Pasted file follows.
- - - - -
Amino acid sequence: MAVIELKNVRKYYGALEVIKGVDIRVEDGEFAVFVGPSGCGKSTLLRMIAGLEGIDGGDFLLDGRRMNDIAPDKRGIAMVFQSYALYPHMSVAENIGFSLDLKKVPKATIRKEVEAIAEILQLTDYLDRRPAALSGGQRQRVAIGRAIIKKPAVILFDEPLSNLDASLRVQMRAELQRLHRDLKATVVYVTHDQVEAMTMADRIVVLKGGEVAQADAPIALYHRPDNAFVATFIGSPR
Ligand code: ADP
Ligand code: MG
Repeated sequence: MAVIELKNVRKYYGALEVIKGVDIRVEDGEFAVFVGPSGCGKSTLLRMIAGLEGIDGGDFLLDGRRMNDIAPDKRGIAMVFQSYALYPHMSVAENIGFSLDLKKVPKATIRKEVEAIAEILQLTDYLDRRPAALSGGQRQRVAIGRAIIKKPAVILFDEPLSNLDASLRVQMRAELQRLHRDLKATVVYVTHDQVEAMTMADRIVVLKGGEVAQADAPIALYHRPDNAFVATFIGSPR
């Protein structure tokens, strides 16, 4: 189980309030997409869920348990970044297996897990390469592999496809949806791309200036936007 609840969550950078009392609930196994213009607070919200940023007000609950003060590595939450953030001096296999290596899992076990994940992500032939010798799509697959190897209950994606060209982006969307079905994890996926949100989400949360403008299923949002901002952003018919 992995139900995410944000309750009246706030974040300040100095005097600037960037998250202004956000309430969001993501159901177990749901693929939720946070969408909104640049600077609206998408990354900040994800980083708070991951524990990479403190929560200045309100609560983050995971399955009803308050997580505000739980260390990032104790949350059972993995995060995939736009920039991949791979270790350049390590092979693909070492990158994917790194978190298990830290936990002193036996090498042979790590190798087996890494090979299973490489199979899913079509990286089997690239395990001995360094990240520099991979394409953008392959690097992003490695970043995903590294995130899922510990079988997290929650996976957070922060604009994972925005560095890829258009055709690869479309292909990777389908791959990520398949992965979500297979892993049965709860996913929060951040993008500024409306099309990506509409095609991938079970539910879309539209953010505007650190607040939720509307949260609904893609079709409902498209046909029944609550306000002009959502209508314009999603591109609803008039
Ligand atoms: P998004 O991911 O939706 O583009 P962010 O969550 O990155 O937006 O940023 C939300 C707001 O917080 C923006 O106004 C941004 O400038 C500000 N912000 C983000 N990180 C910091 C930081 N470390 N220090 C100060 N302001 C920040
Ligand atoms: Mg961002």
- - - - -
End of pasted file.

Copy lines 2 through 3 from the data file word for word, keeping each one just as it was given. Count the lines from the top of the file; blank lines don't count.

Ligand code: ADP
Ligand code: MG